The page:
Tuesday, 01 December 2020 09:55

Making the primary sector sexy

Written by  Peter Burke
MPI director general Ray Smith believes the benefits of working in the primary sector haven't been marketed as effectively as they could have. MPI director general Ray Smith believes the benefits of working in the primary sector haven't been marketed as effectively as they could have.

There is a need to re-orientate New Zealanders into working in the primary sector, according to the director general of the Ministry for Primary Industries.

Ray Smith’s comments come as widespread concern is expressed, right across the agricultural sector – especially in horticulture, about the lack of people to harvest crops and work in various jobs.

He believes part of the problem is that the benefits of working in the primary sector haven’t been marketed as effectively as they could have been. Smith says while there are some tough-end jobs that don’t pay well, there are actually a huge number of highly-paid jobs in the sector and that will grow.

“I think that some people in the ag sector could improve their employment practices but, having said that, a hell of a lot are doing really well,” he told Rural News.

“That said, I think some of the models we have operated on in the past will have to change in a world where travel is not so easy. We have relied heavily on migrant labour and now we are going to have to turn more to ourselves and look at how we get Kiwis into these jobs.”

Smith acknowledges that wage rates and the seasonal nature of some of the work is an issue. He says wages have to be attractive for potential employees.

However, he points out that in terms of seasonal work there is the opportunity for people to follow the harvests around – with the likes of apples and kiwifruit. Smith says the kiwifruit industry, in particular, is well organised and does a very good job at attracting New Zealanders to work in their sector.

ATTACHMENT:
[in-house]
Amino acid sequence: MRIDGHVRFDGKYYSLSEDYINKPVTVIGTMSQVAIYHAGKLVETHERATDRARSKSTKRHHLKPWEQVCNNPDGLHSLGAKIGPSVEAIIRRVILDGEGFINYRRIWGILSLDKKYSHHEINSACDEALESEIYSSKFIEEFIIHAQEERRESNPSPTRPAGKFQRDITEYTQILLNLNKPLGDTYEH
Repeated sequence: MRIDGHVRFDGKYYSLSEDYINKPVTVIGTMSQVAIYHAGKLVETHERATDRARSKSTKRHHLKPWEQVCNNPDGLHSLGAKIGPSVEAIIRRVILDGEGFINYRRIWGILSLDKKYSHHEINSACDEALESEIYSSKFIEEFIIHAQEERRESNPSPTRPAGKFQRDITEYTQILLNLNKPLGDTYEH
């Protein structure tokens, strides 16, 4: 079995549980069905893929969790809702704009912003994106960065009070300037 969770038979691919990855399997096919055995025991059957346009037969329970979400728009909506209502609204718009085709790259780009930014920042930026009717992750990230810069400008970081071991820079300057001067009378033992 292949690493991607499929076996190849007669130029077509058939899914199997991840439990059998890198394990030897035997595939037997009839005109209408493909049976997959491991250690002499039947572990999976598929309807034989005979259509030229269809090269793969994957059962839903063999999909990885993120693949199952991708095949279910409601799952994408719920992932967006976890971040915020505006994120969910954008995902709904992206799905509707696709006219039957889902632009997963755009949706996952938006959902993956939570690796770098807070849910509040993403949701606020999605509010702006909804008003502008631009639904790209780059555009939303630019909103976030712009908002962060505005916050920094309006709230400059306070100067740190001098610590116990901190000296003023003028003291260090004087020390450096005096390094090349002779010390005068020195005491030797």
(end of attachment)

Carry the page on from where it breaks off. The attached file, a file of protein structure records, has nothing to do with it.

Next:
Smith claims growers have got to take a long term view if they are going to change their workforces.

He says they need to take stock of where they are and improve the situation and that it’s important to treat people with decency and respect; and pay them reasonably well.

“A lot will come from word of mouth. People know who the great employers are and actually most of the great employers aren’t struggling to get staff. You can’t just keep on growing and not have a mechanism for providing labour.”

More like this

Wairoa going the Hort way

A programme to lift the productivity of Māori-owned land around the northern Hawke's Bay town of Wairoa has been given an additional $440,000 by the Government.


Partnership to reduce ag emissions

The Government will commit $710 million over the next four years to accelerate efforts to lower agricultural emissions, expand the…

Machinery & Products

A new approach to apprenticeships

By taking a new approach to its apprenticeship programme, agricultural equipment supplier Norwood says it is ensuring farmers’ machinery will…

Buck-Rake does the job

With many self-propelled forage harvester manufacturers offering machines hitting 1000hp, the bottleneck in any harvesting system is always likely to…

Pigtail standards made to last

Feedback from farmers highlighted frustration at the time and cost involved in frequently replacing failed pigtail posts.

» The RNG Weather Report

» Latest Print Issues Online

The Hound

Say what?

OPINION: This old mutt almost choked while chewing his bone when he happened upon the latest politically-correct advice that’s been…

Why bother?

OPINION: A mate of the Hound’s recently applied for membership with Ashburton-based farm supply co-operative Ruralco.

» Connect with Rural News

» eNewsletter

Subscribe to our weekly newsletter